e.g. (submitted question 2010-09-29) there may be more recent traffic of this sort.
Mark BradyPrincipal Data EngineerCommented:
Personally I avoid frameworks like the plague. IMO so should anyone learning a new language. If you jump into frameworks and start using them (although they can be powerful and easy to use) you will not get to learn the fundamentals of programming.

If you wanted to learn Javascript but you immediately started using jquery, it's the same thing. Learn the language first then look at other packages to enhance your programming.
Mohamed AbowardaSoftware EngineerCommented:
Although some experts answered part of the question, I will try to clarify more:

1. Already answered.

2. Go on and download and install XAMPP or AppServ, once you install any of them, you computer should be running Apache/PHP/MySQL, which all you need to learn PHP.

3.  That's more than enough! you don't even need a high performance computer to run Apache/PHP, of course the higher performance, the better when handling client requests (I assume you will install PHP on Windows 7 for learning purpose only which is more than enough).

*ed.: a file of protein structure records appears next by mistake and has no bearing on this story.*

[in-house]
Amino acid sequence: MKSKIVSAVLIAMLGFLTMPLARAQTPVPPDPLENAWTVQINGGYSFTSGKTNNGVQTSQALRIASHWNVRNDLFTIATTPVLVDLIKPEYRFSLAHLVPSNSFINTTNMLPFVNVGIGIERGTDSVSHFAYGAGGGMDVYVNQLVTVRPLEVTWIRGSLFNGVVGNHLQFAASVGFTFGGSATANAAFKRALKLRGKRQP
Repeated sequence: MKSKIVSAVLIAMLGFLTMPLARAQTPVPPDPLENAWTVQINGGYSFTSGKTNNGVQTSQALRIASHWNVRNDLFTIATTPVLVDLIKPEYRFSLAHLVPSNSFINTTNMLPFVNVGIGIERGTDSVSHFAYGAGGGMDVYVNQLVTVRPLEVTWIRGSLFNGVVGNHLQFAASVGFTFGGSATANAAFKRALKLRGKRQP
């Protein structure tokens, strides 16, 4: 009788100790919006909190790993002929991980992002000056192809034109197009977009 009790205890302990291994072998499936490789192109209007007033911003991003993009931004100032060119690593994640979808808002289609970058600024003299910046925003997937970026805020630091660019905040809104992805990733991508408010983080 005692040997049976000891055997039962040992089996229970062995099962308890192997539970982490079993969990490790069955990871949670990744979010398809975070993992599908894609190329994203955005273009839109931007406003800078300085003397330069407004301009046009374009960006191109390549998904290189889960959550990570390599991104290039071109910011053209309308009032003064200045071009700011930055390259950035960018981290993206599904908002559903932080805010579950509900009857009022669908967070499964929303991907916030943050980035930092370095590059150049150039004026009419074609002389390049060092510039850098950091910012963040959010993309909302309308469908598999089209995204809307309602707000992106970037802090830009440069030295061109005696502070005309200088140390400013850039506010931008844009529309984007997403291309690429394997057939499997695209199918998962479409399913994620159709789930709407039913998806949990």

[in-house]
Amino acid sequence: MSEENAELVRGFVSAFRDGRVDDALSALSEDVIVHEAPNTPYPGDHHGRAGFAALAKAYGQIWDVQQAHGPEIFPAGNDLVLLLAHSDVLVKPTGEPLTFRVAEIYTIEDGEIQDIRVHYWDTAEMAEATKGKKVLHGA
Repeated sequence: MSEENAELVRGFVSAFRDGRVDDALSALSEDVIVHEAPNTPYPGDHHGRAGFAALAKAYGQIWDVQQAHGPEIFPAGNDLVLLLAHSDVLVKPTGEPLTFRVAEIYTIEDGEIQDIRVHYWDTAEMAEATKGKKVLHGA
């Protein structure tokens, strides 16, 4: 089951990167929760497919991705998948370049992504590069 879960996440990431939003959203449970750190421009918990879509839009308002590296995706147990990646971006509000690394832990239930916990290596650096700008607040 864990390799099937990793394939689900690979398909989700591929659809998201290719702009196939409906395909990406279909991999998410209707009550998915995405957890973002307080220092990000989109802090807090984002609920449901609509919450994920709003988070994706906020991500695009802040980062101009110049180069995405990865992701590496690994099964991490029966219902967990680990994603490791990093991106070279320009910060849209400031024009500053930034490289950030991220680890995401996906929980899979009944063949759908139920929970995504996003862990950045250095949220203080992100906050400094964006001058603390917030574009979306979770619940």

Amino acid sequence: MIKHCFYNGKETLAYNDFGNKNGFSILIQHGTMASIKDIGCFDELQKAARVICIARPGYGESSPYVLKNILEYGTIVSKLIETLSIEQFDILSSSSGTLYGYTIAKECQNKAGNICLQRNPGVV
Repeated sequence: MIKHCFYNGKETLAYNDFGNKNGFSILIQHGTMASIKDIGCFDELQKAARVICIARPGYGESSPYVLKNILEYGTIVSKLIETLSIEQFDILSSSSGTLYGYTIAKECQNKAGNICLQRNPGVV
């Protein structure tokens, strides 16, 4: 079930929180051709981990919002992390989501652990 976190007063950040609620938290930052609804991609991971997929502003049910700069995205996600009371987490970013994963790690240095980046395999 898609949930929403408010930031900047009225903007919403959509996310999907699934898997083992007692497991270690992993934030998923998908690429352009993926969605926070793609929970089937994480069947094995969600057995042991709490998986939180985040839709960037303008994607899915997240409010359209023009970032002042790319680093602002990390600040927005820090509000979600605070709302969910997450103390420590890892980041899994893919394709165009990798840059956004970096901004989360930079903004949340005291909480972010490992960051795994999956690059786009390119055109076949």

4. MySQL is FREE, when you install XAMPP or AppServ, you should have MySQL installed as well.

Forget about SQL Server for now, when you start learning PHP, use MySQL in the beginning.
donpickAuthor Commented:
Thank you all for your answers.  I am a paying customer so I  appreciate the prompt replies.

Thank you, PortletPaul for the reference to existing code.  I learn lots from reading existing code used in real applications.

I have tried to allocate points as fairly as I can.

I see I have a lot to learn.
a pleasure to have been of assistance - have fun. Thanks for the shared points.